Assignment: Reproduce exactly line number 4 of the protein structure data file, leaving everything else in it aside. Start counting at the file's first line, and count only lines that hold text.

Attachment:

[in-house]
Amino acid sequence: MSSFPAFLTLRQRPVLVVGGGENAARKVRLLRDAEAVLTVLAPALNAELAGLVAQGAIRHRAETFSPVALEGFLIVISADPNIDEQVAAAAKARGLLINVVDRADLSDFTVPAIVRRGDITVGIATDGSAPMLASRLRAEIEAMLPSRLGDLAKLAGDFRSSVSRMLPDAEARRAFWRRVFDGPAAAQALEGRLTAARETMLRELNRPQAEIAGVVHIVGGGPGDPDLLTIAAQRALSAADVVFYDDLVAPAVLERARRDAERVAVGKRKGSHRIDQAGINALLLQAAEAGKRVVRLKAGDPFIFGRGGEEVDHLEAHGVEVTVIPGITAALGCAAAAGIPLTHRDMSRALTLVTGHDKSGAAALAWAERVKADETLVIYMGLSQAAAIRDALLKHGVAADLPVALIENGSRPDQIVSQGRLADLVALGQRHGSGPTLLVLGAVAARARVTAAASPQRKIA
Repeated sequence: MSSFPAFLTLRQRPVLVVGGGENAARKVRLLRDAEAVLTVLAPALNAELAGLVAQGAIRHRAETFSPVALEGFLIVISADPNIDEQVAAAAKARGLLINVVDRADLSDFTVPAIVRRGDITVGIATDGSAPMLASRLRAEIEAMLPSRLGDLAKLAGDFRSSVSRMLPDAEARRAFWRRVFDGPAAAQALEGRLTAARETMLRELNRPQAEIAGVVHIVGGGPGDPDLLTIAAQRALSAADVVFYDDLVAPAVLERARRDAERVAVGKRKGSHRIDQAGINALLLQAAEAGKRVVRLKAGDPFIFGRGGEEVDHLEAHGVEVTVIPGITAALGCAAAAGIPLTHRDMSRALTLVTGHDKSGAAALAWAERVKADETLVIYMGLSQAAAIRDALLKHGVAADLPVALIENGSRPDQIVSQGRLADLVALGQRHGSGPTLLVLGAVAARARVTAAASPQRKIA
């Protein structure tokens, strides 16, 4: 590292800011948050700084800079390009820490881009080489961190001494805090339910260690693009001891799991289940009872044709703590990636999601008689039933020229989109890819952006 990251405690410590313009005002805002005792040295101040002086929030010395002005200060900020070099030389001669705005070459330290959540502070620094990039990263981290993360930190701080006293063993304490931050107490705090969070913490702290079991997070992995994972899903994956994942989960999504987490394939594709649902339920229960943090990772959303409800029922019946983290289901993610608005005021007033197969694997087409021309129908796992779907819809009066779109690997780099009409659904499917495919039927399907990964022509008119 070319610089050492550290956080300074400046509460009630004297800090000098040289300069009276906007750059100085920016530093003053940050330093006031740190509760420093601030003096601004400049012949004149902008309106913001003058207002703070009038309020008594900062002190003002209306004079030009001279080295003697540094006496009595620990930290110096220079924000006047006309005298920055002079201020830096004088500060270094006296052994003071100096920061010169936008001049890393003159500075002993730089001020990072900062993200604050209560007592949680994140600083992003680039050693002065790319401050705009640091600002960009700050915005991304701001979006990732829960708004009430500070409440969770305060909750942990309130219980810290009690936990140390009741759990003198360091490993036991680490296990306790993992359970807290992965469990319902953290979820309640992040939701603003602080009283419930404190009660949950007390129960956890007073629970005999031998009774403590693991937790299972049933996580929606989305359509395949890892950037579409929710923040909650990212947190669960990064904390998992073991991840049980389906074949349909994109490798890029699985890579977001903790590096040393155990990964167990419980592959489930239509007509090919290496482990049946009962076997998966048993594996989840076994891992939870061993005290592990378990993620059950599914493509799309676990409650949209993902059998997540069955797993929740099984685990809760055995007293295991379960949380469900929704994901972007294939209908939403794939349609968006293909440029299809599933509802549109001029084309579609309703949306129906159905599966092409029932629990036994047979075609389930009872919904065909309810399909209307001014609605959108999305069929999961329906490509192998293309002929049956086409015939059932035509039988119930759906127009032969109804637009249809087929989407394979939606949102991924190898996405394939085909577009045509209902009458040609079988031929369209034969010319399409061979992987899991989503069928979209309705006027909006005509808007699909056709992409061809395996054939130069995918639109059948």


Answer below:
């Protein structure tokens, strides 16, 4: 590292800011948050700084800079390009820490881009080489961190001494805090339910260690693009001891799991289940009872044709703590990636999601008689039933020229989109890819952006 990251405690410590313009005002805002005792040295101040002086929030010395002005200060900020070099030389001669705005070459330290959540502070620094990039990263981290993360930190701080006293063993304490931050107490705090969070913490702290079991997070992995994972899903994956994942989960999504987490394939594709649902339920229960943090990772959303409800029922019946983290289901993610608005005021007033197969694997087409021309129908796992779907819809009066779109690997780099009409659904499917495919039927399907990964022509008119 070319610089050492550290956080300074400046509460009630004297800090000098040289300069009276906007750059100085920016530093003053940050330093006031740190509760420093601030003096601004400049012949004149902008309106913001003058207002703070009038309020008594900062002190003002209306004079030009001279080295003697540094006496009595620990930290110096220079924000006047006309005298920055002079201020830096004088500060270094006296052994003071100096920061010169936008001049890393003159500075002993730089001020990072900062993200604050209560007592949680994140600083992003680039050693002065790319401050705009640091600002960009700050915005991304701001979006990732829960708004009430500070409440969770305060909750942990309130219980810290009690936990140390009741759990003198360091490993036991680490296990306790993992359970807290992965469990319902953290979820309640992040939701603003602080009283419930404190009660949950007390129960956890007073629970005999031998009774403590693991937790299972049933996580929606989305359509395949890892950037579409929710923040909650990212947190669960990064904390998992073991991840049980389906074949349909994109490798890029699985890579977001903790590096040393155990990964167990419980592959489930239509007509090919290496482990049946009962076997998966048993594996989840076994891992939870061993005290592990378990993620059950599914493509799309676990409650949209993902059998997540069955797993929740099984685990809760055995007293295991379960949380469900929704994901972007294939209908939403794939349609968006293909440029299809599933509802549109001029084309579609309703949306129906159905599966092409029932629990036994047979075609389930009872919904065909309810399909209307001014609605959108999305069929999961329906490509192998293309002929049956086409015939059932035509039988119930759906127009032969109804637009249809087929989407394979939606949102991924190898996405394939085909577009045509209902009458040609079988031929369209034969010319399409061979992987899991989503069928979209309705006027909006005509808007699909056709992409061809395996054939130069995918639109059948």